Protesters brawl as Southern California school district moves to recognize Pride month

GLENDALE, Calif. (AP) — Protesters briefly brawled and punches flew Tuesday as a Southern California school district moved to recognize June as Pride Month.

Several hundred people gathered in the parking lot of Glendale Unified School District headquarters, split between those supporting or opposing teaching about youth exposure to LGBTQ+ issues in schools. Some opponents wore T-shirts emblazoned with: “Leave our children alone”.

It was the same slogan used by some demonstrators last Friday outside Saticoy Elementary School in Los Angeles to protest a planned Pride rally.

As in Glendale, the police had to separate the groups of protesters and counter-protesters who came to blows.

Across the country, Pride Month celebrations are starting amid a growing backlash in some places against LGBTQ+ rights. Community parade organizers, school districts and even professional athletic conditions have faced protests for displaying rainbow flags and honoring drag artists. While some Republican-led states limit classroom conversations about gender and sexuality and ban gender-affirming care, some Democratic cities and states seek to expand LGBTQ+ rights and honor community contributions.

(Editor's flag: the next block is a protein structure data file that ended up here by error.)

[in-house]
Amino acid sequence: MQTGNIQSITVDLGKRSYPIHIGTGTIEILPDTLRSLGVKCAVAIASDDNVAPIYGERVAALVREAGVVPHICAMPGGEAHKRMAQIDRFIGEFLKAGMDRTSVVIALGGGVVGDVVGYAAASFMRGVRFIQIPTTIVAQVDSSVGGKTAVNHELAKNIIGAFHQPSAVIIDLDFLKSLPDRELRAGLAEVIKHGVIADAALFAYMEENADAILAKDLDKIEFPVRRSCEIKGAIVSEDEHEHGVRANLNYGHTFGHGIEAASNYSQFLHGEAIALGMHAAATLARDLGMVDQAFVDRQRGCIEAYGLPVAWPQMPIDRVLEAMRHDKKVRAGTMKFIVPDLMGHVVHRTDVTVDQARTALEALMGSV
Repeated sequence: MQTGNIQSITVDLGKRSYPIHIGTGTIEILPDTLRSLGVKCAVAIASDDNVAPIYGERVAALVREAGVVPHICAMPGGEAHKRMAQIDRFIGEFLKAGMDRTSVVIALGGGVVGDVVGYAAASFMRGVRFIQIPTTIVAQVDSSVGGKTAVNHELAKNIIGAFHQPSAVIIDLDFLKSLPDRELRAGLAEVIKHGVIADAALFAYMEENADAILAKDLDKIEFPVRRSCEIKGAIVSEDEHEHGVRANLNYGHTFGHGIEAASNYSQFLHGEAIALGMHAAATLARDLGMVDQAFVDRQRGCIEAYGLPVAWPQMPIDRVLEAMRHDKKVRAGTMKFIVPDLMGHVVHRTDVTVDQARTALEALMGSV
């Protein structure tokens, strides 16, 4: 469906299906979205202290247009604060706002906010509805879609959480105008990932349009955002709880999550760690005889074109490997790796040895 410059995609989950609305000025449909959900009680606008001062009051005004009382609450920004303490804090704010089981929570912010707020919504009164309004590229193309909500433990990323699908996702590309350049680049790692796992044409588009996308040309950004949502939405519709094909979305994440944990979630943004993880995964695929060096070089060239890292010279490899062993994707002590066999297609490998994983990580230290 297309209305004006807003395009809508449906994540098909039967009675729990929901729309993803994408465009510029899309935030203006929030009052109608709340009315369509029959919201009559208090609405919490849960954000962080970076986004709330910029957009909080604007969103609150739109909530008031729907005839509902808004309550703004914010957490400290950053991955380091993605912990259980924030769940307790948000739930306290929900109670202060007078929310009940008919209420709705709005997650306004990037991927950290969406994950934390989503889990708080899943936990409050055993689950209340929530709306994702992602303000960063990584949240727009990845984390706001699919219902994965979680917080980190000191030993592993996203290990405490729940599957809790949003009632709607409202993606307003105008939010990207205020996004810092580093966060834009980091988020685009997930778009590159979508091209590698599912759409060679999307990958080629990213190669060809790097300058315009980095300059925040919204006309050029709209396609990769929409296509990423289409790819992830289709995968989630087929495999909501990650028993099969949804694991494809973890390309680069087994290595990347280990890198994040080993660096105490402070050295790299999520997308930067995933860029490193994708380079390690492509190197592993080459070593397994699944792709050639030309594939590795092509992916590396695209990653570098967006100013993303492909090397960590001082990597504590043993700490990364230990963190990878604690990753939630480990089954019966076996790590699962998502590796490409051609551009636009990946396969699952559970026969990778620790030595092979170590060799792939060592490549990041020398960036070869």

In Glendale, police quickly intervened to stop the clashes, separated the two groups and cleared the parking lot. At least three people were arrested, including a man who was lying on the ground and refusing to leave, TV reports showed.

No injuries were reported.

In the packed meeting room, the school board considered whether to pass a resolution designating June as LGBTQ+ Pride Month, as it has done for the past four years.

The session was suspended during the clashes, but resumed after an hour. No vote had taken place late Tuesday evening.

Earlier Tuesday, the Los Angeles Unified School District School Board voted unanimously to recognize Pride Month. The board of the nation’s second-largest school district also affirmed its “commitment to creating a safe, welcoming, and inclusive learning environment for all LGBTQ+ students, families, and staff,” according to a district statement.

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